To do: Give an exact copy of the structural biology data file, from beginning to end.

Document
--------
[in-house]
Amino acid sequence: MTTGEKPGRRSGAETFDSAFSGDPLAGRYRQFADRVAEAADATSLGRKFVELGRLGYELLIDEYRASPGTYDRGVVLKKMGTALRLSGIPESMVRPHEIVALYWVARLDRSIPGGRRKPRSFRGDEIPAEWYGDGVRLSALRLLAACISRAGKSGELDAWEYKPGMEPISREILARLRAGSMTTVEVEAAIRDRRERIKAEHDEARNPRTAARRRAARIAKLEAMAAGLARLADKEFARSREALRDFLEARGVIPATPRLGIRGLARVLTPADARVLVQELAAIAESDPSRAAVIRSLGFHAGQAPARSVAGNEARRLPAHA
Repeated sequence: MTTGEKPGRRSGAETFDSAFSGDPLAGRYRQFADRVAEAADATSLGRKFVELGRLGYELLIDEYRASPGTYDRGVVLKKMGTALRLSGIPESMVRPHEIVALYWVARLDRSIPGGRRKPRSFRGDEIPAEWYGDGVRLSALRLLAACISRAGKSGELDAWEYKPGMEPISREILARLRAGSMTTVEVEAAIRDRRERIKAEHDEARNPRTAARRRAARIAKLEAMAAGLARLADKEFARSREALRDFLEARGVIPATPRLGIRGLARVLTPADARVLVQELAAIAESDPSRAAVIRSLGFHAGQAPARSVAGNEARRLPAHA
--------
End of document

[in-house]
Amino acid sequence: MTTGEKPGRRSGAETFDSAFSGDPLAGRYRQFADRVAEAADATSLGRKFVELGRLGYELLIDEYRASPGTYDRGVVLKKMGTALRLSGIPESMVRPHEIVALYWVARLDRSIPGGRRKPRSFRGDEIPAEWYGDGVRLSALRLLAACISRAGKSGELDAWEYKPGMEPISREILARLRAGSMTTVEVEAAIRDRRERIKAEHDEARNPRTAARRRAARIAKLEAMAAGLARLADKEFARSREALRDFLEARGVIPATPRLGIRGLARVLTPADARVLVQELAAIAESDPSRAAVIRSLGFHAGQAPARSVAGNEARRLPAHA
Repeated sequence: MTTGEKPGRRSGAETFDSAFSGDPLAGRYRQFADRVAEAADATSLGRKFVELGRLGYELLIDEYRASPGTYDRGVVLKKMGTALRLSGIPESMVRPHEIVALYWVARLDRSIPGGRRKPRSFRGDEIPAEWYGDGVRLSALRLLAACISRAGKSGELDAWEYKPGMEPISREILARLRAGSMTTVEVEAAIRDRRERIKAEHDEARNPRTAARRRAARIAKLEAMAAGLARLADKEFARSREALRDFLEARGVIPATPRLGIRGLARVLTPADARVLVQELAAIAESDPSRAAVIRSLGFHAGQAPARSVAGNEARRLPAHA